The more difficult part began when I started to assist in the placement of the three rails for the fence the next day.  In spite of what DH thought, it was more physically demanding for me.  The boards he had were 16 feet long and we had to man-handle them over to where they were to be added to the posts.   

I found the maneuvering of the boards difficult and often walked the wrong way or didn’t put the board in the “right” place. My “helping” just wasn’t working out.  So I decided to take a few pictures.   

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Above is the Gator with the air compressor and generator to support the nail gun.  DH likes to work with lots of toys.  They really do make tasks this size much easier, but teasing him about them is part of my job. . .   And of course I made and brought lunch for my man.  He was working so hard. 

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        Here is the shed in what is going to be the birthing and weaning pen.   Okay it’s pretty shabby, poor thing.  Perhaps pathetic. . . Once we get the aluminum pulled off and replace it with wood it will look much better.  I’ll update the photos then. 

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     I know this picture is a bit hard to see, but the pen is now finished and the fence is half way completed.  My man has worked hard so today it was steak and mashed potatoes for dinner.  I’m proud of him! 

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I am a
Violet


What Flower
Are You?

    I’m a violet?  How can that be?  Have I changed that much over time?   Since 1997 I took have taken a few of those tests like Meyers-Briggs and others.  I have found that I am a closet introvert although I always thought I was an extrovert.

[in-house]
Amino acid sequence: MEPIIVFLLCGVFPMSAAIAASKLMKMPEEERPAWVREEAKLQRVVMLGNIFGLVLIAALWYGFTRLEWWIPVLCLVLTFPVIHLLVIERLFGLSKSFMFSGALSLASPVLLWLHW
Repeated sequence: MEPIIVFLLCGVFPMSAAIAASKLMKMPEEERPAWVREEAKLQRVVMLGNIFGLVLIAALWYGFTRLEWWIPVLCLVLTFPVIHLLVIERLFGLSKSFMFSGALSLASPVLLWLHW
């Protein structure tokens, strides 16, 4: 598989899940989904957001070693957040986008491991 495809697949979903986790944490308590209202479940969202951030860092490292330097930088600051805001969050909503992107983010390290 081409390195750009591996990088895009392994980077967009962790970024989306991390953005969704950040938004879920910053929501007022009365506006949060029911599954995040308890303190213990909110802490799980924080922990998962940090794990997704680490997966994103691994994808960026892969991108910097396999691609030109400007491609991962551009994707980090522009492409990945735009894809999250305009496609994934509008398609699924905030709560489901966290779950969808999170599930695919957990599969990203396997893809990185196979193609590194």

Maybe I’ve always been a closet introvert and used the extrovert in me as a defense mechanism.  Things that make one go hhmmm… Perhaps I should do more introversion. . .

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The “girls” or “ladies” as I’ve begun to call them are adjusting well as far as I can see.   Since I don’t know the nature of cattle I can only assume that they are adjusting. img_0817

 When HD goes out to feed in the morning they run towards the gate to “greet” him.  The largest are not shy about making sure they get to the trough first!  My guess is that it’s Angie, Gretchen and “hamburger” Jack.  Okay that isn’t his real name.  Jack is one of our steers who will share the table with potatoes, salad and dessert some day.  So it’s helps me to give them nick names above their given one.   Jack is “hamburger Jack”, Mr Popularity is “Pop roast”, and On Q is “cubed steak”.  It reminds me of their fate; to be here for a short period of time.  We won’t go into that right now.

Alright back to the original topic:  once DH gets to the trough, he pours some feed into the trough and adds hay to the top feeder.  Angie will attempt to bully her way to the front of the line and push the rest out of the way.  They will eat the feed that is added to the trough and then the hay.  Once they are “done” they make their way around the field. 

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 So around and around the pasture they roam nibbling as they go.  Occassionally a few will chase each other or they will hear the Gator and assume that there is more feed to be had. 

   These pictures are all taken from the front porch.  Okay it’s more like a stoop, but this is the country so we don’t call them stoops and three steps high is much more than a stoop!  My point is that this is the view when I sit out front on the steps.  Isn’t that neat? 

This is such a different life for this old city girl.  The views I grew up with were other homes and streets; one was a state highway.  Even in condos I saw either parking lots or small back yards.   But a “front  yard” that is seveal acres and a back with as much or more is so cool.  At night when I stand in the front yard, the stars are amazing.  But that is for another blog. . .

    I love having the ladies out front.  I’ll miss seeing them out front when we finish the back pasture fence and rotate them amoung the pastures.   I like this new view. 

   Have some patience with me and I’ll get individual pictures and tell you more about each.  Thanks for reading!